Karam's Xfinity Series debut full of lessons on IMS road course

Nigel Kinrade/Motorsport Images

Karam's Xfinity Series debut full of lessons on IMS road course


Karam's Xfinity Series debut full of lessons on IMS road course


Listening to the No. 31 team radio, it was clear that Sage Karam was in a whole new world. Karam, an open-wheel driver, made his NASCAR debut Saturday afternoon in the Xfinity Series race with Jordan Anderson Racing, and all day he went through a stock car learning curve.

From the time he fired the engine, Karam was told how NASCAR racing worked. In fact, spotter Steve Barkdoll and others positioned around the course never stopped talking. It was explained that Karam would come down pit road to set his tachometer for pit road speed and that he couldn’t change lanes before the start/finish line on the start and restarts.

“They talked a lot, and that’s something different from IndyCar. They don’t talk as much in the Indy cars,” Karam told RACER. “You can see more in the IndyCar mirrors. In these cars, you can’t see as much, so you have to rely more on the spotters and yeah, they were talking a lot.

“It was hard. I was concentrating a lot on what they were saying, where other cars were but also concentrating on driving because it was just something so new to me. I came into this race with like 15 laps under my belt, and I wish I had one more practice before qualifying or the race. I felt so much better there through the middle of the race.”

It took half the 62-lap race for Karam to feel comfortable. Karam qualified 18th and was running 10th on lap six. He finished the first stage in fifth place. That was after Karam restarted on the front row with two laps to go, the team having kept him on track to pick up track position before he experienced his first NASCAR pit stop.

Karam finished the second stage in 24th place after pitting before a caution came out that ended the stage under yellow. From there, Karam knew to be cognizant of his tires and how drivers were dive-bombing into the corners.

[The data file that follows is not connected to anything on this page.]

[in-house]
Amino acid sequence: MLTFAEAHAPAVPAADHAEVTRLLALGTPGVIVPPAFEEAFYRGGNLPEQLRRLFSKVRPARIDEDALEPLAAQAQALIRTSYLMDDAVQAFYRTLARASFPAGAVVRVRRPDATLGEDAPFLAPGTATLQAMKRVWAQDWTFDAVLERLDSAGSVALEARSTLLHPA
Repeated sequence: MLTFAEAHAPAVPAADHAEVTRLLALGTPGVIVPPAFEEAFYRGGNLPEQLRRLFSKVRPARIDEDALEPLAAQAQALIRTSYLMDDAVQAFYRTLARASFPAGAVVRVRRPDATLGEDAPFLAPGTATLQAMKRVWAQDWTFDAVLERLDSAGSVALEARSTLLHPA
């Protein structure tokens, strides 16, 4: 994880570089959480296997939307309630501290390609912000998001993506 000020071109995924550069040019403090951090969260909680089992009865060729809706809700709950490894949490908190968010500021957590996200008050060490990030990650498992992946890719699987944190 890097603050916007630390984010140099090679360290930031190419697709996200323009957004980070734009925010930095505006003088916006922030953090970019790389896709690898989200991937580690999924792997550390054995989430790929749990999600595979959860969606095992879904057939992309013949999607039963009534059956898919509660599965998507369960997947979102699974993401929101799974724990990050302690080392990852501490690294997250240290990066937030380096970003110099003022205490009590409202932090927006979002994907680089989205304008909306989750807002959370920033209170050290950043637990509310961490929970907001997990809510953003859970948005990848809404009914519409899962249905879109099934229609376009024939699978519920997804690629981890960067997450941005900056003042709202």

His radio communication also got more animated.

“I’ve got (expletives) dive-bombing me; I don’t know what to do,” was one transmission.

“I’m getting my a** kicked,” was another.

Then before a restart in the final stage, “I don’t know if they (the competition) could get any more desperate. They were like a high school boy on prom night.”

Karam was issued a speeding penalty before the final restart, where he would have been eighth but had to drop to the rear. However, he quickly moved to the 12th position on the “craziest restart of my life” and thought he was sitting pretty for a potential top-10 finish. Instead, Justin Allgaier sent Karam wide, and he felt outside the top 15.

“(Allgaier) just didn’t hit the brakes, plain and simple; he didn’t hit the brakes,” Karam said. “I don’t know the ins and outs of what’s legal, what’s not, but that was totally intentional from what I saw. I guess I just have to learn and talk to people and see how to handle situations like that.”

After losing his track position, Karam reported the engine was cutting in and out. He tried to nurse it to the finish before losing all power with four laps to go and pulling into the garage. Karam finished 26th.

“It was shaping up to be a really good day for us,” he said. “I got a penalty … but I don’t know how I was speeding. I stayed in the green lights the whole time, like everyone told me. It’s just so new to me, everything, learning, and learning, and learning. I had a lot of fun.

“I had Allgaier send me off the track, so I learned how that’s done, I guess. I was on the receiving end, though, so that wasn’t fun. But that’s just how it is around here. These guys, they get their elbows out, and they go bumper to bumper, so I guess it’s just something I have to learn to drive with. But I had a lot of fun. Thanks to Jordan Anderson Racing for giving me the opportunity. Montage Mountain Resorts – to have a local company from Scranton, Pennsylvania, on board and have people out here supporting me, that means a lot to me.

“I’m just bummed because this was kind of like a tryout. You always want to do as well as you can on these one-off deals, and I thought I was shaped up for a really, really good result.”

After experiencing the craziness of something new, Karam would love to get another shot in the future.

“I’ve driven a lot of cars in my career, and I thought something would match up a little bit, but it just didn’t,” Karam said. “This was something completely new to me. Learned a lot. There was just so much to do with longer brake zones, heavy brakes, just babying it. When you think you’re babying it … you’re still overdriving it, and you have to keep babying it, and I’m just not used to that. I rely a lot on downforce in IndyCar, and we don’t have any here. So, it was a different beast.

“But I’ll tell you what, I had a lot of fun, and I’d love to do it again.”

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